Dr. Rheaclare Fraser-Spears is a member of the Pharmaceutical Sciences Department at the University of Incarnate Word, joining in 2017 after completion of her postdoctoral fellowship at the University of TX Health Science Center in San Antonio (UTHSCSA). She is also an Adjunct Assistant Professor in the Department of Cellular & Integrative Physiology at UTHSCSA. Dr. Fraser-Spears graduated from Spelman College in Atlanta, GA with a B.S. in Biochemistry. She received her Ph.D. in Pharmacology from the University of Michigan in Ann Arbor.
During her postdoctoral fellowship, Dr. Fraser-Spears received a competitive appointment on two National Institutes of Health-funded training grants – the Drug Abuse Research: Behavior and Neurobiology, and the Institutional Research Academic Career Development Award programs. Dr. Fraser-Spears’ research background is in the field of Neuropharmacology. Her postdoctoral research project focused on the characterization of novel compounds to inhibit specific brain transporters and assess their effectiveness as new antidepressants.
She has published both her graduate and postdoctoral work in peer-reviewed journals and has enjoyed mentoring several high-school, undergraduate, and graduate students on research laboratory techniques and professional development. Dr. Fraser-Spears has traveled to present her research at a number of national and international scientific conferences. She is an active member of professional societies to include the American Society for Pharmacology and Experimental Therapeutics and the International Society for Serotonin Research.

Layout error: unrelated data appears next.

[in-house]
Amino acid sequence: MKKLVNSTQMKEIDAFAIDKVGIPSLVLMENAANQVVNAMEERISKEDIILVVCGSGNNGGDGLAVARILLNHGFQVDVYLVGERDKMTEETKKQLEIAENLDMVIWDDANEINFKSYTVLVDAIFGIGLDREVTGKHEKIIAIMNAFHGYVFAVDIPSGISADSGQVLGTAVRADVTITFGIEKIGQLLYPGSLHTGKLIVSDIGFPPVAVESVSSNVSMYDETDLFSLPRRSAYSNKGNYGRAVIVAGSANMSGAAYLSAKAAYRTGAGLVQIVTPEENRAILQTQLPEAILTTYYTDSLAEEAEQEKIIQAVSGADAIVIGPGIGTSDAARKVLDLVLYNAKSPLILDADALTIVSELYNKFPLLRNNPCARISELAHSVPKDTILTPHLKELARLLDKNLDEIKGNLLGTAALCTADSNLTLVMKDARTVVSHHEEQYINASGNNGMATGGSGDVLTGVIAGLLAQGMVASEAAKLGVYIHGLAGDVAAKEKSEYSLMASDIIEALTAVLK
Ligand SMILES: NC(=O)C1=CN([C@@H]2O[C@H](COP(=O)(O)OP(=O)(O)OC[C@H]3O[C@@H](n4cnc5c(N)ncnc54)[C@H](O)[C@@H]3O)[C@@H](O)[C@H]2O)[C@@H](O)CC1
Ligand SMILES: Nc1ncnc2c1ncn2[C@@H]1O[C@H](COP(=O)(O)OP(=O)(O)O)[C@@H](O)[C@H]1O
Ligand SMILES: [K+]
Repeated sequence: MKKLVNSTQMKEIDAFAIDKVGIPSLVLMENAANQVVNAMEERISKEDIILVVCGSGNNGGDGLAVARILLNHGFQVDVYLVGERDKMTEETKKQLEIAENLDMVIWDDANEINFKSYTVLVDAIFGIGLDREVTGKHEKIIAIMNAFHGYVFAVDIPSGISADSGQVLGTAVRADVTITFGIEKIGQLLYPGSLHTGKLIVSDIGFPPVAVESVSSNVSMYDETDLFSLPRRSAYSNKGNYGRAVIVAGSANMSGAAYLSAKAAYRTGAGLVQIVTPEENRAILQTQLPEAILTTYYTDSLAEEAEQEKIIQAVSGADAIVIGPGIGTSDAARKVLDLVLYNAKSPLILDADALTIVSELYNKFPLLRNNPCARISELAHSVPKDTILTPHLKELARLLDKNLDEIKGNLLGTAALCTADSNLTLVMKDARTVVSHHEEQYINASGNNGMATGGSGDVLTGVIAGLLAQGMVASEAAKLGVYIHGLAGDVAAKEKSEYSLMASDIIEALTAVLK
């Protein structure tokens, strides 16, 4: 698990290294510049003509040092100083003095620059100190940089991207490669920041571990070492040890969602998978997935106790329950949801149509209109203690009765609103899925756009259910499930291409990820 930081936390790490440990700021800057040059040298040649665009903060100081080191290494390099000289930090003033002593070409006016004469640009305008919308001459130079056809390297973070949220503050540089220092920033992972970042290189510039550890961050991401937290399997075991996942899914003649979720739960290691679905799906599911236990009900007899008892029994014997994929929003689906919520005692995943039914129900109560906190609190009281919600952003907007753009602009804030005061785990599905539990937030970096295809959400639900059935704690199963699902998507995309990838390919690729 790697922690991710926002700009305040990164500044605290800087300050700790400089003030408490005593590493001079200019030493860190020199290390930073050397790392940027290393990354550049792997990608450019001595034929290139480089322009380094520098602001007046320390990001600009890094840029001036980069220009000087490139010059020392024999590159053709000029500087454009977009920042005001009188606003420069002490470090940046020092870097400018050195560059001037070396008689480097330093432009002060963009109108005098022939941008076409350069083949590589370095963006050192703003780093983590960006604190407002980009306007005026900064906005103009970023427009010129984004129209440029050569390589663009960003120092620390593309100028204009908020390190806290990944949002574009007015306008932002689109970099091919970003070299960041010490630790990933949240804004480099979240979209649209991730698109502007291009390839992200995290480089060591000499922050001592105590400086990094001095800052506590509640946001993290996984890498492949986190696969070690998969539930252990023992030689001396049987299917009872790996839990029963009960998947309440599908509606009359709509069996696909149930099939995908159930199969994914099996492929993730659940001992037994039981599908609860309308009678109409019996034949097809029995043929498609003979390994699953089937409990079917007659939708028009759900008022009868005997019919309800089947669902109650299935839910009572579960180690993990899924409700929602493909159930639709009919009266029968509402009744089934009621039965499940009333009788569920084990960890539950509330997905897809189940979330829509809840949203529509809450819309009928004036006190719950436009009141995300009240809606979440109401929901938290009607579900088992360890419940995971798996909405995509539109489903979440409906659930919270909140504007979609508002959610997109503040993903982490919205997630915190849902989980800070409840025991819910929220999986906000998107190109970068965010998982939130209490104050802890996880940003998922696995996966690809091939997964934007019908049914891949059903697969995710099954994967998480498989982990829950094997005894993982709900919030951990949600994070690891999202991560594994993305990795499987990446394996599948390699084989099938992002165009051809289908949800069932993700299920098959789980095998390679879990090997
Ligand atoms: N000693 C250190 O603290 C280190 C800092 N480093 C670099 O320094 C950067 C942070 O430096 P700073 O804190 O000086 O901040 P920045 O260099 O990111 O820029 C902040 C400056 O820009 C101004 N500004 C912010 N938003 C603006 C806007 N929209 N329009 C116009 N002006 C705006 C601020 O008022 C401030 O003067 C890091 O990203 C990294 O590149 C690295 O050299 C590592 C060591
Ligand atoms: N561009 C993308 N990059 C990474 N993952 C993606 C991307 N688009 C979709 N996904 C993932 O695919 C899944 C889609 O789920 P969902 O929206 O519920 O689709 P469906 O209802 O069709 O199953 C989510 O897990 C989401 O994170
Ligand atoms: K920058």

Dr. Fraser-Spears majored in biochemistry at Spelman College, received research training scholarships and summer internships, and solidified her plans to pursue graduate education. She obtained her Pharmacology doctorate from the University of Michigan and is now in her 3rd year of postdoctoral training at the University of Texas Health Science Center at San Antonio. In research, she examines how novel compounds target specific proteins to regulate important brain chemicals; these studies will potentially offer a new approach in the treatment of depression. Her research activities are conducted in the laboratory of Lynnette Daws, Ph.D., in the Department of Physiology. Rhea believes that on-going science education and exposure to contemporary research techniques are essential to continued scientific discovery. As an SABER*IRACDA scholar, she will acquire skills to become an effective science educator and enhance research opportunities for upcoming scientists.
Dr. Fraser-Spears anticipates helping her students learn the intricate relationship between a drug’s mechanism of action and its therapeutic effects, and to gain an appreciation for scientific research in the advancement of pharmaceutical treatments. Aside from science, she enjoys traveling, music & dancing, baking tasty treats, and cooking for her family & friends (especially dishes of her native Guyanese cuisine).